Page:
The Effect of Institutional Ownership on the Chief Executive Officer Tenure-Firm Risk Relationship

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Duangnapa Sukhahuta

Abstract

The primary objective of this study is to examine the relationship between chief executive officer (CEO) tenure and firm risk. The second objective is to examine the effect of institutional ownership on the relationship between CEO tenure and firm risk. The data were 313 firms which were collected from the stock exchange of Thailand. The result of the study showed that CEO tenure had a significantly negative association with firm risk at a level 0.01. When CEOs have long tenure in a firm, they gain more power. They make a decision to invest in a project that is not too risky because it will affect their position, even though that project can make shareholder maximization. This result is consistent with the Agency theory.


This study was also testing the Sub-group analysis and divided the samples into two groups according to high and low institutional ownership. The result showed that the relationship between CEO tenure and firm risk of each group was still negative. To test the moderation effect, this study used institutional ownership as a moderator, and used the interaction term between CEO tenure and institutional ownership to test in a model. The result showed that the interaction term between CEO tenure and institutional ownership was positively significant to firm risk at a level 0.05. The influence of the institutional ownership creates a reversible relationship between CEO tenure and firm risk. It showed that the institutional ownership acted as a moderator which created a good corporate governance for the organization.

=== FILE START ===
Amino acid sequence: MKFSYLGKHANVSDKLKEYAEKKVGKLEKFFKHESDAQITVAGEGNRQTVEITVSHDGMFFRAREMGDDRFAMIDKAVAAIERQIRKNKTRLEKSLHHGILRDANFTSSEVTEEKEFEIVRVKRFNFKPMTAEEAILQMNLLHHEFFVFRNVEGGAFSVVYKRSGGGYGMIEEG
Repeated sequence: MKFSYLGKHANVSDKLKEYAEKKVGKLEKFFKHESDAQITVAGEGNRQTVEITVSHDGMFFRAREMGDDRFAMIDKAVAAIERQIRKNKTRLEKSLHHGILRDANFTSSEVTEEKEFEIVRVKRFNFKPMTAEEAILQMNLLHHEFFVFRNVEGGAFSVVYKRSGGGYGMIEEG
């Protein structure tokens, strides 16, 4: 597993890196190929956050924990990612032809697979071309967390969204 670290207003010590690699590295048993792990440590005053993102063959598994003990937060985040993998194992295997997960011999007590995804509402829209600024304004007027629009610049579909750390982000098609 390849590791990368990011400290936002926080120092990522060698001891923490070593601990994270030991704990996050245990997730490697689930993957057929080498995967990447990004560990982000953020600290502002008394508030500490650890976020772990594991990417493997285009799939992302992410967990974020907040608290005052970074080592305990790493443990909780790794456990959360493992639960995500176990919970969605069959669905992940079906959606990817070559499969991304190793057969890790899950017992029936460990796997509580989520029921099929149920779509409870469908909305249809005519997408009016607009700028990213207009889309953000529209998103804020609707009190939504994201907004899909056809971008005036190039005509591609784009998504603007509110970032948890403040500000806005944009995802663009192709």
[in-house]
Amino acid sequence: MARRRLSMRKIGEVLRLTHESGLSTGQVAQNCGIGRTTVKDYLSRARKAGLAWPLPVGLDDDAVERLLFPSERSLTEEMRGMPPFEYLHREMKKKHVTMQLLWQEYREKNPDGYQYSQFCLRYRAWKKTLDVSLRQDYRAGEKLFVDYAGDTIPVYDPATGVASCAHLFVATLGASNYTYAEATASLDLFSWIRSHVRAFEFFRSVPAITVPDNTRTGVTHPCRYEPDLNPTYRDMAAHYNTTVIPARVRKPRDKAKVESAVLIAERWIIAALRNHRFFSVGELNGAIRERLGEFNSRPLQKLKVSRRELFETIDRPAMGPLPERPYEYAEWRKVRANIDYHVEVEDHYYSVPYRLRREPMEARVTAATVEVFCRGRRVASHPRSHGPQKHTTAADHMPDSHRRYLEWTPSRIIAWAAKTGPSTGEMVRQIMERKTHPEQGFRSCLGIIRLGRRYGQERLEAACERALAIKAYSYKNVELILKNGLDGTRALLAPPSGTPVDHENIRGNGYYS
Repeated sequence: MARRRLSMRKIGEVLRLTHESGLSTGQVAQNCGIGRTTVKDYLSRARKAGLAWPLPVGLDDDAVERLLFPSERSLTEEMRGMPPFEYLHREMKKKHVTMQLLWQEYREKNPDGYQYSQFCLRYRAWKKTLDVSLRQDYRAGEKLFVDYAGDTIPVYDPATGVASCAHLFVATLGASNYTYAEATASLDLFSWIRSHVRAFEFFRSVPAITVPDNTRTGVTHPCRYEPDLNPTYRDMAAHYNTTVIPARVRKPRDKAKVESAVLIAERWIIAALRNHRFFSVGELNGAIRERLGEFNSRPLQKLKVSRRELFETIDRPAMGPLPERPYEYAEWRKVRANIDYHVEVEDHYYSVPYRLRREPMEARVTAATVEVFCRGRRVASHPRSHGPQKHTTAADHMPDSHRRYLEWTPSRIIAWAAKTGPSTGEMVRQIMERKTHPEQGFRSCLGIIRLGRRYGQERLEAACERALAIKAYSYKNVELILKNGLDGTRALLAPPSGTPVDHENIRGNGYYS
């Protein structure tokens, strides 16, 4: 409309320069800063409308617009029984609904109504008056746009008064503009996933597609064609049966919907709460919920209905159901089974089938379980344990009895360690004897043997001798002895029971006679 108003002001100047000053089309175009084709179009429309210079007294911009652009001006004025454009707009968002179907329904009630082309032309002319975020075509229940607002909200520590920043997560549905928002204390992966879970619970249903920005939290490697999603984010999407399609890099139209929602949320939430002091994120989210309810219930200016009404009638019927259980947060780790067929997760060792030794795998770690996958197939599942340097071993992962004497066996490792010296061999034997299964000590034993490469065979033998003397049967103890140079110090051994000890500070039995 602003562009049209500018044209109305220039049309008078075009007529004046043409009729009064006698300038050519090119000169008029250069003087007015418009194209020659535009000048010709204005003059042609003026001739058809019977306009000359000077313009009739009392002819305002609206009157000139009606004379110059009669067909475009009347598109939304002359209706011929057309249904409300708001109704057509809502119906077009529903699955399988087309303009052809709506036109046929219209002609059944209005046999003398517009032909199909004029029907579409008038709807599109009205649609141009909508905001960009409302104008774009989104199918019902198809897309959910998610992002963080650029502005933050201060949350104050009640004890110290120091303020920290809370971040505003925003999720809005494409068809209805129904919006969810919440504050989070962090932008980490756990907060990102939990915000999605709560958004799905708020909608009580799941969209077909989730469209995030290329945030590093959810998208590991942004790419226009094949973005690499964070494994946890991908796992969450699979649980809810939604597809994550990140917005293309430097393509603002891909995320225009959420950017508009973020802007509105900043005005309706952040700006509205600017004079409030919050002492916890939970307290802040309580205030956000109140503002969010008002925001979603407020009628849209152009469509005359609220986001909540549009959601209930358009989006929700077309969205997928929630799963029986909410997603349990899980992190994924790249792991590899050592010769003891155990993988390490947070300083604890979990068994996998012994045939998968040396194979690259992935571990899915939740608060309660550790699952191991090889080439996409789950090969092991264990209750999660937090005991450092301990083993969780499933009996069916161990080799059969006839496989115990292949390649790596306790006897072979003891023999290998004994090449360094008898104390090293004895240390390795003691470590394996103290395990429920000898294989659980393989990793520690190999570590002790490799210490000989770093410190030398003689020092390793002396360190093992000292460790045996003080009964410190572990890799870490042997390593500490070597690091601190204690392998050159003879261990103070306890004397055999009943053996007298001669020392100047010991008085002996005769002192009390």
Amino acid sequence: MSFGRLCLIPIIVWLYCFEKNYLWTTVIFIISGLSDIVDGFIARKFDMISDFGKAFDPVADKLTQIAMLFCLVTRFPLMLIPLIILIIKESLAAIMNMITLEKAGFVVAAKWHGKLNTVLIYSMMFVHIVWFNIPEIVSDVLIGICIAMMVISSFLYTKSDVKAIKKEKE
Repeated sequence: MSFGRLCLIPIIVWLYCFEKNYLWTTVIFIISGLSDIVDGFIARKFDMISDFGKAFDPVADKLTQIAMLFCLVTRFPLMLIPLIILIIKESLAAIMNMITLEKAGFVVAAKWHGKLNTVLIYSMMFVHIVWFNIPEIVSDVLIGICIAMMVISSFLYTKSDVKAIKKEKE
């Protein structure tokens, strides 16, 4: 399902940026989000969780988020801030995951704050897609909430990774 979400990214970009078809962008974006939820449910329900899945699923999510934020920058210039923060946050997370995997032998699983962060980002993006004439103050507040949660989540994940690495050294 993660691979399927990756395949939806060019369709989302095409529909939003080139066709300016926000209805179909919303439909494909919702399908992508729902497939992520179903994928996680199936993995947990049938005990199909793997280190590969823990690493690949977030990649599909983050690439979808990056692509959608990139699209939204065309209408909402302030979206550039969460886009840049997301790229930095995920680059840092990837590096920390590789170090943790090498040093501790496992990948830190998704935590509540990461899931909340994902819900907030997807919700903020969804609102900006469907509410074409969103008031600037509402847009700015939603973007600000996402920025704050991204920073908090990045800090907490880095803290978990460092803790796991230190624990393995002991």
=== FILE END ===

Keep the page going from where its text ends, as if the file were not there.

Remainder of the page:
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References

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